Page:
Blue bridge falters again
Despite undergoing a $3 million overhaul earlier this year, Duluth’s problem-plagued Minnesota Slip pedestrian lift bridge was again out of service last weekend, due to a failure in its wiring.
The structure, often referred to locally as “the blue bridge,” was disabled at about 9 a.m. Saturday and returned to service at about 10 a.m. Monday.
“We think we might have bad wire,” said Duncan Schwensohn, a senior engineer for the city of Duluth.
Plans now call for the complete replacement of a wiring harness that helps control the bridge’s brakes. The part has been ordered, and Schwensohn said he expects the work to take place over about a four-hour span Thursday night.
“It’s brand-new stuff. It’s not something that is supposed to break, but for some reason it is,” he said.
“It’s the wire that connects at a junction box on the tower with a counterweight, and it does move a bit, just because of the nature of the way that arm works. It should be well within the tolerance and the ability of the wire to move that much, but for some reason this is now the third wire we’ve had break in that harness. Fortunately, we have spares that are in there, and that’s what we did again this morning, is go to a spare,” Schwensohn said on Monday.
Schwensohn couldn’t say how long the temporary repair will last, however.
“This happened about two weeks ago, twice in one day. So we did that, and we were moving along OK. Now, it happened again on Saturday,” he said, explaining the decision to replace the entire suspect wiring harness.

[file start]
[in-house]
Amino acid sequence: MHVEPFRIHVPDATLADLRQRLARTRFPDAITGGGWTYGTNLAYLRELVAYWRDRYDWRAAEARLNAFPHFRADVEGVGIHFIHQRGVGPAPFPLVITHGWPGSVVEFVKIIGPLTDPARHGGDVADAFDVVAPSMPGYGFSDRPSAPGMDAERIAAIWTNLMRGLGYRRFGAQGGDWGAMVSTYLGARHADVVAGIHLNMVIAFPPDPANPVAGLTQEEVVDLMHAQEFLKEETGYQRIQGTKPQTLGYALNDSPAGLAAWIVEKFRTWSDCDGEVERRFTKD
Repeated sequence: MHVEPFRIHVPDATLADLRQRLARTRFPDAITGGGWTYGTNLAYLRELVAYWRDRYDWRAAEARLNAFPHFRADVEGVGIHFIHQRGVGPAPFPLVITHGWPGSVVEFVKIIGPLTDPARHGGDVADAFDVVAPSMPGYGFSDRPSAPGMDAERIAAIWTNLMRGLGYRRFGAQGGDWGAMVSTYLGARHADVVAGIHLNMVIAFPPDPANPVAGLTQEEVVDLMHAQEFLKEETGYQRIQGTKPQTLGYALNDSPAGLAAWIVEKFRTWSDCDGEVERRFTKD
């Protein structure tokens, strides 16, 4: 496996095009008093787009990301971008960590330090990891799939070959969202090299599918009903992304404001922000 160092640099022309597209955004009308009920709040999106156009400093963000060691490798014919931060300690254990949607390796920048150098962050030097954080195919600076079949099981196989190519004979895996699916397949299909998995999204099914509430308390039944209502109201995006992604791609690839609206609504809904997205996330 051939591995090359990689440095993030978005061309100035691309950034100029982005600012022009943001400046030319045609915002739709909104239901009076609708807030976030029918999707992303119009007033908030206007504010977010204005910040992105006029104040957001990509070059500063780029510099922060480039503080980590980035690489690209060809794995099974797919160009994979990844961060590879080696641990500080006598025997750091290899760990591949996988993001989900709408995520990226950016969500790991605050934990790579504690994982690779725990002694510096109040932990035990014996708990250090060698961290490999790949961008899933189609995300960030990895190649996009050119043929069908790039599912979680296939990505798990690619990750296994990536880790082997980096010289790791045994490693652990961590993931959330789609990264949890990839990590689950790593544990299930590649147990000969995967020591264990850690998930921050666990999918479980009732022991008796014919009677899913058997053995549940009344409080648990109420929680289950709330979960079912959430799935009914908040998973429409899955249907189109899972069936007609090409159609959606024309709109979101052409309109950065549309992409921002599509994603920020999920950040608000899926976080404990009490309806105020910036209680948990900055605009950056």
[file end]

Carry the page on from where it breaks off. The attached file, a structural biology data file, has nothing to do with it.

The total cost of the part is probably around $150, Schwensohn estimated, noting that it should be covered under warranty.
“But for this wiring harness, we’ve had zero other problems with the bridge for 3½ weeks now. Every problem we’ve had with the bridge we’ve now identified that, yup, it was caused by this wiring harness,” he said.
The bridge has been plagued with operational problems since it opened in 1991. In January, workers began to gut the bridge’s original winch-and-cable system and replace it with a more reliable rack-and-pinion mechanism at a total cost of about $3 million. Funding for the project will come from Duluth’s tourism tax collections in coming years.
The bridge spans the Minnesota Slip, providing pedestrians a direct connection between Canal Park and the Duluth Entertainment Convention Center. It lifts to provide access for marine traffic, including a fleet of charter fishing boats that dock in the slip.
Since the retrofitted bridge was returned to service shortly before Grandma’s Marathon, it has logged about 2,000 lifts, mostly without incident, Schwensohn said.
“There have been a number of iterations of troubleshooting and stuff on it, but I think we’re getting there,” he said.
As for how confident he felt that replacing the suspect wiring harness will put an end to the bridge’s performance issues, Schwensohn hedged a bit, however.
“I’ve learned not to make too many predictions by this point,” he said.